Moral frameworks and the Harris/Klein debate

by lincolnquirk 1y3rd May 201814 comments

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Here's a good background post and analysis on the debate (this has been linked from elsewhere on LW before): https://everythingstudies.com/2018/04/26/a-deep-dive-into-the-harris-klein-controversy/

Like many, I couldn't help but be fascinated by the Sam Harris/Ezra Klein debate. These are two people I really look up to, and so seeing them going at it (and showing a lot of personal weakness along the way) has been illuminating. I'm still unsettled about it, wanting there to be resolution/a right answer. So far that satisfaction has eluded me, so I wrote this to try to clarify things for myself. Maybe it helps others too.

The analysis below is meant as a steelman of each side's positions. If you think I'm not steelmanning them well enough, please leave a comment and I'll improve.

Consequentialist framework:

  • Sam: As a lesson in how to think for yourself, hold Murray up as someone who has discovered truths that society doesn't like to talk about. As a general policy, this practice will lead to truths being uncovered faster, leading to a faster pace of discovery, which compounds over time to a much better world through science.
  • Ezra: Make a public example of Sam here, leading to more people recognizing their own privilege and putting their actions in the appropriate historical context. As a general policy, this practice will lead to a more equitable society, which compounds over time to a much better world by reducing suffering directly.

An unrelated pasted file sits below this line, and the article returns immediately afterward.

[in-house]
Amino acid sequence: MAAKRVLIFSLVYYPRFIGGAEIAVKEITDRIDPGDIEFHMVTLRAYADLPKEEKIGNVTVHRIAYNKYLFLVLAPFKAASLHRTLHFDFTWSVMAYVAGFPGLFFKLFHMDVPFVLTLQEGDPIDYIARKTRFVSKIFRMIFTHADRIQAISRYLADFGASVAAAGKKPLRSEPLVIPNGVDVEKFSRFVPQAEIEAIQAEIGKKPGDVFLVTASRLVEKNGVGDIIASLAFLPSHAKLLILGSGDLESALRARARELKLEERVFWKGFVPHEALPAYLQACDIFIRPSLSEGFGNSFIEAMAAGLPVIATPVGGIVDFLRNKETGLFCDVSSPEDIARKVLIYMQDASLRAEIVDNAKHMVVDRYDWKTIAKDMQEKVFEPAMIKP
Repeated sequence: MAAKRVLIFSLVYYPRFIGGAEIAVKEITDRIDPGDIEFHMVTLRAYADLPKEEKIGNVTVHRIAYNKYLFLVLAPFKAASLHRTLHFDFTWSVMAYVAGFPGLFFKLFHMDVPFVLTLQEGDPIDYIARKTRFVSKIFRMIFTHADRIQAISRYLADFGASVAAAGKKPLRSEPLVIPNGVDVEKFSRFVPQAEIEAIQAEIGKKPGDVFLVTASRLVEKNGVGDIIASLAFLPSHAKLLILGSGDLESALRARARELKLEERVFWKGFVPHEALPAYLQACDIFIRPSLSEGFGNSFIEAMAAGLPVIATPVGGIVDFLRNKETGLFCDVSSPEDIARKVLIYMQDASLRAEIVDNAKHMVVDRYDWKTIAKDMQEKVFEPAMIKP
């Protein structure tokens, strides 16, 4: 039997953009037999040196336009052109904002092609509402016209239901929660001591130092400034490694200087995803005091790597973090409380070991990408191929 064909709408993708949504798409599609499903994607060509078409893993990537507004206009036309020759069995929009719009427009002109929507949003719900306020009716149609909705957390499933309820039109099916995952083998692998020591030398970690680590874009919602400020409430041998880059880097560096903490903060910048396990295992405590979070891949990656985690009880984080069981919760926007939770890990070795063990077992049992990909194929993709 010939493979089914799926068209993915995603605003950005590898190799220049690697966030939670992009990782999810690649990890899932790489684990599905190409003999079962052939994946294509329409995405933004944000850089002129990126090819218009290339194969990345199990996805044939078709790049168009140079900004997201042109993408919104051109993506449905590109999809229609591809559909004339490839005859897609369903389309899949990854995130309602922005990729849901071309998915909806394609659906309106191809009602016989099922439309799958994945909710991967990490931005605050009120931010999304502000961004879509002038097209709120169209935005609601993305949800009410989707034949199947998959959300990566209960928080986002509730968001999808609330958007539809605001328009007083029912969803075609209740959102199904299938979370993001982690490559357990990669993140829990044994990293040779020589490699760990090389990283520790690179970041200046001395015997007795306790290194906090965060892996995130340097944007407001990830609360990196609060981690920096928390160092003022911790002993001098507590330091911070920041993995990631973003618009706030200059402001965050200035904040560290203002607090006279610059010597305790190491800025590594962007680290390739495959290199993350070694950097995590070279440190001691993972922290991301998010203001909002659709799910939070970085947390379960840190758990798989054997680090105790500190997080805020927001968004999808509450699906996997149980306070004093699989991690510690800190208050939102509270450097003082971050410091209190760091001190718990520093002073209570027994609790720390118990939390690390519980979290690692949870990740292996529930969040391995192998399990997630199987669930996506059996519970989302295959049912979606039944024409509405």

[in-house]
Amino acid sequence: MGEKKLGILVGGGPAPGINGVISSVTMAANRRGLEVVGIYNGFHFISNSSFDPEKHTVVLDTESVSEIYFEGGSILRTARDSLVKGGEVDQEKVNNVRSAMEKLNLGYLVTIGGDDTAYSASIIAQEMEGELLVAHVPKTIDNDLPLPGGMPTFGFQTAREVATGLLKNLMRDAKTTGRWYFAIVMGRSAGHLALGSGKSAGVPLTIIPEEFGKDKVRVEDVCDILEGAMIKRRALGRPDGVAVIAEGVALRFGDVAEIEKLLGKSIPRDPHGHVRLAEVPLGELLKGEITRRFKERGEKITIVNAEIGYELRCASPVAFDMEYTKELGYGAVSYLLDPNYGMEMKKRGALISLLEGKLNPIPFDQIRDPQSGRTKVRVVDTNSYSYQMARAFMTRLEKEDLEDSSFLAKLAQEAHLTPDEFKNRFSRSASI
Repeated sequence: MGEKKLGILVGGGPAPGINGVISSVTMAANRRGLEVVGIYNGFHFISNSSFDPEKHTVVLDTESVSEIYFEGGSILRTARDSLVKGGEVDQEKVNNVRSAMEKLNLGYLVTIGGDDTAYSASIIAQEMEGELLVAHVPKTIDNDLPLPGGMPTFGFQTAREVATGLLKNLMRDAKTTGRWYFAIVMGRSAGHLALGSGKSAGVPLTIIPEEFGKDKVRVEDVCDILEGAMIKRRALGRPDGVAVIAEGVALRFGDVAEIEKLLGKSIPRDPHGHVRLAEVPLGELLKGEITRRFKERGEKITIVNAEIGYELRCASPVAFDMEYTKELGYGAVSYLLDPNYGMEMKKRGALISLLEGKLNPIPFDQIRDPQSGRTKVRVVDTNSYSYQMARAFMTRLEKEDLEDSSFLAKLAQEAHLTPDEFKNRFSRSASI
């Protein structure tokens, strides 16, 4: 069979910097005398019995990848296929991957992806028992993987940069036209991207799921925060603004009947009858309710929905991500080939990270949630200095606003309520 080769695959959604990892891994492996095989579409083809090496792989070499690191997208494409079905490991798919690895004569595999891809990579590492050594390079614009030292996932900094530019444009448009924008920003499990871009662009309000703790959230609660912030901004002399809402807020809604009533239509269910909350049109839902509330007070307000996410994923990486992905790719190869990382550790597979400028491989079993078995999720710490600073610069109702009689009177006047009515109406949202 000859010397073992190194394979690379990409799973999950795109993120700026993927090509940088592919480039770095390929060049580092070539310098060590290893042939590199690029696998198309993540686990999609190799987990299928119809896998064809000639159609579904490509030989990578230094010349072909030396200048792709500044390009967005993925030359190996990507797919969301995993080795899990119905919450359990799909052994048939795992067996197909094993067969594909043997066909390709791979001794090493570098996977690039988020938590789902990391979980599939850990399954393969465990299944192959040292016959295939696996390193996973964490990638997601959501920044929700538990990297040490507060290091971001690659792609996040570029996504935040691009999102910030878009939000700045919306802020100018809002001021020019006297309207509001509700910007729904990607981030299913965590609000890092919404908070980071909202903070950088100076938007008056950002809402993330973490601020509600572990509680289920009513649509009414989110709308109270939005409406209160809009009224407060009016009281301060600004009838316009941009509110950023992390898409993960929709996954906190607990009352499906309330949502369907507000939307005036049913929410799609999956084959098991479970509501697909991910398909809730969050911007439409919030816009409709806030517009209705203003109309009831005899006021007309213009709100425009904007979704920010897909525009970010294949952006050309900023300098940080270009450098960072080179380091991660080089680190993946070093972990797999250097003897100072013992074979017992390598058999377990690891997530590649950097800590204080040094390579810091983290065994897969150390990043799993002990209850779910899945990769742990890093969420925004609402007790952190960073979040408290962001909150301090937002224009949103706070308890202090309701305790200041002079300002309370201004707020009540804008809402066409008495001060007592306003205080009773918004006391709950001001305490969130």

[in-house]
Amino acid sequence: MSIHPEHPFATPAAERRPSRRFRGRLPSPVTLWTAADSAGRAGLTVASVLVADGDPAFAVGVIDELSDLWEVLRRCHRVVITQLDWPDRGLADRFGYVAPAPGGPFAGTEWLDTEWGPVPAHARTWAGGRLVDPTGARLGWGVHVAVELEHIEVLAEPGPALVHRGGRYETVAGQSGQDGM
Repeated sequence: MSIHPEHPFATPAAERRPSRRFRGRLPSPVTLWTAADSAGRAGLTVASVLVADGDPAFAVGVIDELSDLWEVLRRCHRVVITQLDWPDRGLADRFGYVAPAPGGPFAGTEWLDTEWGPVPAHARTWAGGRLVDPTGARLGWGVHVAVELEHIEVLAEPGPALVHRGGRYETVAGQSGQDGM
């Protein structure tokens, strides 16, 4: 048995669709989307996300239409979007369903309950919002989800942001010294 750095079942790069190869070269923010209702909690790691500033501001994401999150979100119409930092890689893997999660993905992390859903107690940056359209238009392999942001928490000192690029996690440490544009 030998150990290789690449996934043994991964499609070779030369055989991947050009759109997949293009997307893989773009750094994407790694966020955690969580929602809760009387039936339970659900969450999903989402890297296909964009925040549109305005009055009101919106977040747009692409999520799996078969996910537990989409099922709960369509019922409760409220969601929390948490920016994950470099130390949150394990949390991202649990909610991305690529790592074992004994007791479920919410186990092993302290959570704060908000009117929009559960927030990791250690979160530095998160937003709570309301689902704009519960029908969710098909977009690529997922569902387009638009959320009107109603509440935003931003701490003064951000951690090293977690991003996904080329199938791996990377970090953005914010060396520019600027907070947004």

Virtue ethics framework:

  • Sam: It is virtuous to signal-boost things which are true, especially when they are being suppressed by society. "Speak the truth though your voice may tremble"
  • Ezra: It is virtuous to defend the underprivileged by calling out harms, even unintentional harms. "Evil is the silence of the voice of justice when it matters most"

Deontology framework:

  • Sam: Thou shalt update on all available data.
  • Ezra: Thou shalt not invoke long-buried demons of oppression.

Both these moral frameworks look pretty good to me. I see no particular reason to favor one over the other; even if I restrict myself to only looking at the consequences I see plausible arguments that one path or the other is higher-impact.

I have only one unifying thought:

Sam was upset by being attacked by Klein, and considered the attack unfair, which actually triggered the whole debate. I think Sam's complaint about "unfairness" is invalid here, because it is exactly what he should expect when signal-boosting things that society doesn't like to talk about. So perhaps the only error here was Sam getting too emotional about being pilloried.

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